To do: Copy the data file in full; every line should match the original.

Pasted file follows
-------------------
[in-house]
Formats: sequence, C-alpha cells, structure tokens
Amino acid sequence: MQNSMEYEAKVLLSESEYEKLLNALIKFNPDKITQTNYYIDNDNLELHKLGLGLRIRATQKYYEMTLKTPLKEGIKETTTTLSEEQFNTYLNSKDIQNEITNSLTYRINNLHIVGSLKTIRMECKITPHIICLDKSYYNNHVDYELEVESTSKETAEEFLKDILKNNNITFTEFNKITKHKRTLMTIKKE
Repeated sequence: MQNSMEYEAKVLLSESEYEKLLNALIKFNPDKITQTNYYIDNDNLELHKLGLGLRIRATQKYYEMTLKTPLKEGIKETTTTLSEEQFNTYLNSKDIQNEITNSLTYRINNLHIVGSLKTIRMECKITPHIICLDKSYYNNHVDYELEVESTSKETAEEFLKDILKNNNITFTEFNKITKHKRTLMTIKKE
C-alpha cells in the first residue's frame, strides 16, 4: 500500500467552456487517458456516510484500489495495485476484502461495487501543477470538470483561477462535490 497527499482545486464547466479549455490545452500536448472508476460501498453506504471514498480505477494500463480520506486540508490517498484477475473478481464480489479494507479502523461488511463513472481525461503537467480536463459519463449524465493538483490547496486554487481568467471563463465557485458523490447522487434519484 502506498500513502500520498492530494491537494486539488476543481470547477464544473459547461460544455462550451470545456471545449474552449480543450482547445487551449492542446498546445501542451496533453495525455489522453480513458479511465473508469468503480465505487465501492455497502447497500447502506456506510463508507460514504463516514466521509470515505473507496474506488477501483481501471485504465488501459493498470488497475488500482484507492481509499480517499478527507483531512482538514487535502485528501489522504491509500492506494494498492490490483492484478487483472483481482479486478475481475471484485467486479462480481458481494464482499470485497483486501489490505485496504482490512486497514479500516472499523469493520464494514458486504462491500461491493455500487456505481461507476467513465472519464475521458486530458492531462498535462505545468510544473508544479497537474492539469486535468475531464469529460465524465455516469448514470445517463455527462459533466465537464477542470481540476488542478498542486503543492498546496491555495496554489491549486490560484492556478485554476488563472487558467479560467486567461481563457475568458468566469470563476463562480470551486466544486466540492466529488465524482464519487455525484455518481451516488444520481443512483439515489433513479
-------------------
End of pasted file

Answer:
[in-house]
Formats: sequence, C-alpha cells, structure tokens
Amino acid sequence: MQNSMEYEAKVLLSESEYEKLLNALIKFNPDKITQTNYYIDNDNLELHKLGLGLRIRATQKYYEMTLKTPLKEGIKETTTTLSEEQFNTYLNSKDIQNEITNSLTYRINNLHIVGSLKTIRMECKITPHIICLDKSYYNNHVDYELEVESTSKETAEEFLKDILKNNNITFTEFNKITKHKRTLMTIKKE
Repeated sequence: MQNSMEYEAKVLLSESEYEKLLNALIKFNPDKITQTNYYIDNDNLELHKLGLGLRIRATQKYYEMTLKTPLKEGIKETTTTLSEEQFNTYLNSKDIQNEITNSLTYRINNLHIVGSLKTIRMECKITPHIICLDKSYYNNHVDYELEVESTSKETAEEFLKDILKNNNITFTEFNKITKHKRTLMTIKKE
C-alpha cells in the first residue's frame, strides 16, 4: 500500500467552456487517458456516510484500489495495485476484502461495487501543477470538470483561477462535490 497527499482545486464547466479549455490545452500536448472508476460501498453506504471514498480505477494500463480520506486540508490517498484477475473478481464480489479494507479502523461488511463513472481525461503537467480536463459519463449524465493538483490547496486554487481568467471563463465557485458523490447522487434519484 502506498500513502500520498492530494491537494486539488476543481470547477464544473459547461460544455462550451470545456471545449474552449480543450482547445487551449492542446498546445501542451496533453495525455489522453480513458479511465473508469468503480465505487465501492455497502447497500447502506456506510463508507460514504463516514466521509470515505473507496474506488477501483481501471485504465488501459493498470488497475488500482484507492481509499480517499478527507483531512482538514487535502485528501489522504491509500492506494494498492490490483492484478487483472483481482479486478475481475471484485467486479462480481458481494464482499470485497483486501489490505485496504482490512486497514479500516472499523469493520464494514458486504462491500461491493455500487456505481461507476467513465472519464475521458486530458492531462498535462505545468510544473508544479497537474492539469486535468475531464469529460465524465455516469448514470445517463455527462459533466465537464477542470481540476488542478498542486503543492498546496491555495496554489491549486490560484492556478485554476488563472487558467479560467486567461481563457475568458468566469470563476463562480470551486466544486466540492466529488465524482464519487455525484455518481451516488444520481443512483439515489433513479